Abstract: This article considers the recent literature concerned with establishing an international prohibition on autonomous weapon systems. It seeks to address concerns expressed by some scholars that such a ban might be problematic for various reasons. It argues in favour of a theoretical foundation for such a ban based on human rights and humanitarian principles that are not only moral, but also legal ones. In particular, an implicit requirement for human judgement can be found in international humanitarian law governing armed conflict. Indeed, this requirement is implicit in the principles of distinction, proportionality, and military necessity that are found in international treaties, such as the 1949 Geneva Conventions, and firmly established in international customary law. Similar principles are also implicit in international human rights law, which ensures certain human rights for all people, regardless of national origins or local laws, at all times. I argue that the human rights to life and due process, and the limited conditions under which they can be overridden, imply a specific duty with respect to a broad range of automated and autonomous technologies. In particular, there is a duty upon individuals and states in peacetime, as well as combatants, military organizations, and states in armed conflict situations, not to delegate to a machine or automated process the authority or capability to initiate the use of lethal force independently of human determinations of its moral and legal legitimacy in each and every case. I argue that it would be beneficial to establish this duty as an international norm, and express this with a treaty, before the emergence of a broad range of automated and autonomous weapons systems begin to appear that are likely to pose grave threats to the basic rights of individuals.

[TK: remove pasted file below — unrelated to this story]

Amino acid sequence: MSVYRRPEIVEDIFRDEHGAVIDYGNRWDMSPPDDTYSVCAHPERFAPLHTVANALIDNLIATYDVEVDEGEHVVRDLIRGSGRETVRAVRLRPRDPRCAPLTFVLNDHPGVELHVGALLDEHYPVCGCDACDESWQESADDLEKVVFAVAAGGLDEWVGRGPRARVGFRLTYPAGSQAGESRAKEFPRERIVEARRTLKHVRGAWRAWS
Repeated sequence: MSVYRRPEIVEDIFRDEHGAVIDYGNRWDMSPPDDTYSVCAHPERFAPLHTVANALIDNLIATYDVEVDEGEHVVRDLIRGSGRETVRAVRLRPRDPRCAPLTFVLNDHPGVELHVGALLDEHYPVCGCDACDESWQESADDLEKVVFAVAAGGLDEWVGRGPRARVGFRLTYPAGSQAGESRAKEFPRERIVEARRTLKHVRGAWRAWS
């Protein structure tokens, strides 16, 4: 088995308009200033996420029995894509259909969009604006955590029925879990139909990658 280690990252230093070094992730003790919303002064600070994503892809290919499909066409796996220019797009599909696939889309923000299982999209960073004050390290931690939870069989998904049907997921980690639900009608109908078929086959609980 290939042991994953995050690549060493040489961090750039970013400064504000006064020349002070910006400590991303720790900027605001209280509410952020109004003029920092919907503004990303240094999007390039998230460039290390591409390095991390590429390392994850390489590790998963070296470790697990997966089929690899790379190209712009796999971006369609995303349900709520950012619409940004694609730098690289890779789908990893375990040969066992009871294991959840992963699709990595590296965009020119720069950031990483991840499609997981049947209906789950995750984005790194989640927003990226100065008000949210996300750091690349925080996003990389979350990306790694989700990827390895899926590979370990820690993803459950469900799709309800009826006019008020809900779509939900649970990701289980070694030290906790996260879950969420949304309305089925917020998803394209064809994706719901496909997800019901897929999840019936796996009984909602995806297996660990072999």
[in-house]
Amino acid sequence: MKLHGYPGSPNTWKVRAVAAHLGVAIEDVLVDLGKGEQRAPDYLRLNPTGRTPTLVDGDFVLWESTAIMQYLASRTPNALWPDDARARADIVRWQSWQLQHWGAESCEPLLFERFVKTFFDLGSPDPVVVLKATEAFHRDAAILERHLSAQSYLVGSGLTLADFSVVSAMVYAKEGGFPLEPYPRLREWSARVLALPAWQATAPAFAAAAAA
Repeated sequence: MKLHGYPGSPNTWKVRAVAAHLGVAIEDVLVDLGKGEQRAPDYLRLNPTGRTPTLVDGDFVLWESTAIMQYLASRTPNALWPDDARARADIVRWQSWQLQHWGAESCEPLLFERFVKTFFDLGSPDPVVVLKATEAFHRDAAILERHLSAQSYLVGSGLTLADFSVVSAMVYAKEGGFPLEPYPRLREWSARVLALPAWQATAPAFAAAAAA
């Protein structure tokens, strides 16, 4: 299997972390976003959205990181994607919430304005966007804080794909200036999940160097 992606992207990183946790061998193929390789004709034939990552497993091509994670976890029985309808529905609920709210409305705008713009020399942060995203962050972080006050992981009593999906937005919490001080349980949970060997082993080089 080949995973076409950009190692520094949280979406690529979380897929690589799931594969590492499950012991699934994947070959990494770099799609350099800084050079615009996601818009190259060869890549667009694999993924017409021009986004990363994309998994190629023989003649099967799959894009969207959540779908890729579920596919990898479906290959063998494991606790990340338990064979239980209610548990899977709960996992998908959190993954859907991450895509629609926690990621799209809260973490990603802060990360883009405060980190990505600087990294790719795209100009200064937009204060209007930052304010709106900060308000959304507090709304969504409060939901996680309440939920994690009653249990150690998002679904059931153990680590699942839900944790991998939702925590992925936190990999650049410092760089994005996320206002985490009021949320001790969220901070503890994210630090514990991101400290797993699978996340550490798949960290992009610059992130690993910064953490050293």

191 citations

Journal ArticleDOI
TL;DR: The United Nations Human Rights Conference held in Tehran in 1968 marked the beginning of a growing use by the United Nations of humanitarian law during its examination of the human rights situation in certain countries or during its thematic studies.
Abstract: International humanitarian law is increasingly perceived as part of human rights law applicable in armed conflict. This trend can be traced back to the United Nations Human Rights Conference held in Tehran in 1968 which not only encouraged the development of humanitarian law itself, but also marked the beginning of a growing use by the United Nations of humanitarian law during its examination of the human rights situation in certain countries or during its thematic studies. The greater awareness of the relevance of humanitarian law to the protection of people in armed conflict, coupled with the increasing use of human rights law in international affairs, means that both these areas of law now have a much greater international profile and are regularly being used together in the work of both international and non-governmental organizations.

157 citations

Performance
Metrics
No. of papers from the Journal in previous years
YearPapers
20235
202279
202127
202038
201944
201818